After that Niblock finally took the stage — actually a small table outfitted with several computers, projectors, and a few glasses of scotch and wine — at an hour before midnight, a good indication that we were set for a long evening. He presented four pieces of drone music accompanied by video, beginning with a collaboration with artist Katherine Liberovskaya.
Niblock and Liberovskaya played for about 25 minutes in an audiovisual tête-à-tête: the former layered deep, noise-laden frequencies, while the latter constructed an equally dense visual montage. Liberovskaya’s live video manipulations were largely abstract, looping repetitions of visual fragments; the footage clarified with more recognizable imagery toward the end, mirroring the introduction of increasingly pure tones by Niblock.
The second piece was a collaboration with the multi-instrumentalist David Watson, who accompanied Niblock in another 25 minute composition. Titled “Music for Bagpipes,” the work was composed using pre-recorded portions of bagpipe drones made by Watson and later arranged by Niblock. It was incessant and harrowing, displaying an intensity from the outset that ceased to let up until the final tones went silent. It was also perhaps the only work to investigate and fully exploit the dynamic range of the Klipschorn speakers. Watson played over his own recordings with live bagpipe, slowly walking around the room as he continuously blew air through the pre-modern instrument. The performance was loud — incredibly so, as Niblock prefers — with Watson’s bagpipe providing the most piercing tones, drilling its unique, guttural timbres into the audience’s skulls.
Niblock performed two more pieces after this, without further accompaniment, both of which were notably quieter and more outwardly harmonic in tonal structure, but equally long. Indeed, two of the four compositions were unannounced, a revelation that likely struck some audience members with anticipation and others with fear. For Niblock himself, the rare opportunity to play through a Klipschorn unit was a delight; in fact, the composer recalled performing on one during the 1950s, an impactful experience that he wanted to savor once again, and that all those in attendance were fortunate enough to witness.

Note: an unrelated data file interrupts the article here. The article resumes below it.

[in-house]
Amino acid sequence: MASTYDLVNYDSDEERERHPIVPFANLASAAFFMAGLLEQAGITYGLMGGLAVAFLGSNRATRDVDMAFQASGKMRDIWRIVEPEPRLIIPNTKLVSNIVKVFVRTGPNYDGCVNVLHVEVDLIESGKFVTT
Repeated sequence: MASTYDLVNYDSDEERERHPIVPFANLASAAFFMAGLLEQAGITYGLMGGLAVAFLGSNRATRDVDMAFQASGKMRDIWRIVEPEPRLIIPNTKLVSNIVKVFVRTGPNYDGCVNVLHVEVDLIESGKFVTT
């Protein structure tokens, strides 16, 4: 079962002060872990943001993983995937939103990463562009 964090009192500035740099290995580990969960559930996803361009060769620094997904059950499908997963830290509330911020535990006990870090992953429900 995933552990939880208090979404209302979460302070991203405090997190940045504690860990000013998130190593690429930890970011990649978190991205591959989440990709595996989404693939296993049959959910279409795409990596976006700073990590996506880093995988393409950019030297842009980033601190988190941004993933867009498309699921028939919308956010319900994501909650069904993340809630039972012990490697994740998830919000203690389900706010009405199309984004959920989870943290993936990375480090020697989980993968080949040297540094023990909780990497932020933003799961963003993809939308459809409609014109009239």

“Klipschorn NIGHTS: Phill Niblock” took place on October 5, 7:30pm, at an undisclosed location in Ridgewood, Queens.
Columbia University exhibition thwarts the de-politicization of postwar abstract art with a series of provocative questions.
Some 500 satirical guerilla billboard ads posted across Europe featured texts such as “#SayYesToTheEndOfTheWorld” and “Low Fares to Plastic island.”
Open to scholars, artists, curators, and writers, this new fellowship embraces the interdisciplinary spirit of a pioneering fiber artist and comes with a $30,000 stipend.
Despite his reportedly encyclopedic knowledge of the region’s geologic and mineral makeup, Heizer has displayed a baffling incuriousness about the larger story of the land he digs, cuts, and plows.
Using the pressures of adolescence and indoctrination of the church as a framework, Campbell captures the stress endured by young women and their bodies.
These virtual talks will share details on the MFA and M.Arch programs, alumni experiences, financial aid and fellowships, student life, and more.
The investigation represents the first step of a process to return the works to families and descendants of those who originally owned them.
The menial work, combined $17/hour pay, no benefits, and a lack of support from higher-ups has reportedly led to severe staff shortages.
This new kunsthaus in Potsdam shows modern and contemporary works of art from East Germany in what was once a terrace restaurant.
Eliza Naranjo Morse and Jamison Chas Banks envisioned Giving Growth as a response to the forced isolation brought on by the COVID-19 pandemic.
Although Latinos represent 18.7% of the United States’s population as of the 2020 census, only 3.1% of lead roles in television shows feature them.
The museum and union have yet to agree on wages and healthcare.